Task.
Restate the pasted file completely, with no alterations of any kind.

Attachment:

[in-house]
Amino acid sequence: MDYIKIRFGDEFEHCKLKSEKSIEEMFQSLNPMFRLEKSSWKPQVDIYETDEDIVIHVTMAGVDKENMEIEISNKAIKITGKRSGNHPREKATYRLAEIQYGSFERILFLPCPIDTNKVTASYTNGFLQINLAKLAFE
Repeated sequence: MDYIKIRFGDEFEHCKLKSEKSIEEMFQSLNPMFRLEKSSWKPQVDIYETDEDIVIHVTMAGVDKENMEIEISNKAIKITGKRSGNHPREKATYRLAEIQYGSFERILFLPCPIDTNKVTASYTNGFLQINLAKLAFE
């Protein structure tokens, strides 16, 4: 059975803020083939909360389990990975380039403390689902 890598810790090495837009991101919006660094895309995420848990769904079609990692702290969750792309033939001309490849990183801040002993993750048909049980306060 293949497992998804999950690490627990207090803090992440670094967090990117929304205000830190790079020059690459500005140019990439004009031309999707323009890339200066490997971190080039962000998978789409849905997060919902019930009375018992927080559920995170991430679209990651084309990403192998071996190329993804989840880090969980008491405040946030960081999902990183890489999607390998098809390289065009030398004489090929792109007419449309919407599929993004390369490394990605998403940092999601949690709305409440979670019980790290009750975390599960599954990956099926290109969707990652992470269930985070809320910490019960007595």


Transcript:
[in-house]
Amino acid sequence: MDYIKIRFGDEFEHCKLKSEKSIEEMFQSLNPMFRLEKSSWKPQVDIYETDEDIVIHVTMAGVDKENMEIEISNKAIKITGKRSGNHPREKATYRLAEIQYGSFERILFLPCPIDTNKVTASYTNGFLQINLAKLAFE
Repeated sequence: MDYIKIRFGDEFEHCKLKSEKSIEEMFQSLNPMFRLEKSSWKPQVDIYETDEDIVIHVTMAGVDKENMEIEISNKAIKITGKRSGNHPREKATYRLAEIQYGSFERILFLPCPIDTNKVTASYTNGFLQINLAKLAFE
């Protein structure tokens, strides 16, 4: 059975803020083939909360389990990975380039403390689902 890598810790090495837009991101919006660094895309995420848990769904079609990692702290969750792309033939001309490849990183801040002993993750048909049980306060 293949497992998804999950690490627990207090803090992440670094967090990117929304205000830190790079020059690459500005140019990439004009031309999707323009890339200066490997971190080039962000998978789409849905997060919902019930009375018992927080559920995170991430679209990651084309990403192998071996190329993804989840880090969980008491405040946030960081999902990183890489999607390998098809390289065009030398004489090929792109007419449309919407599929993004390369490394990605998403940092999601949690709305409440979670019980790290009750975390599960599954990956099926290109969707990652992470269930985070809320910490019960007595």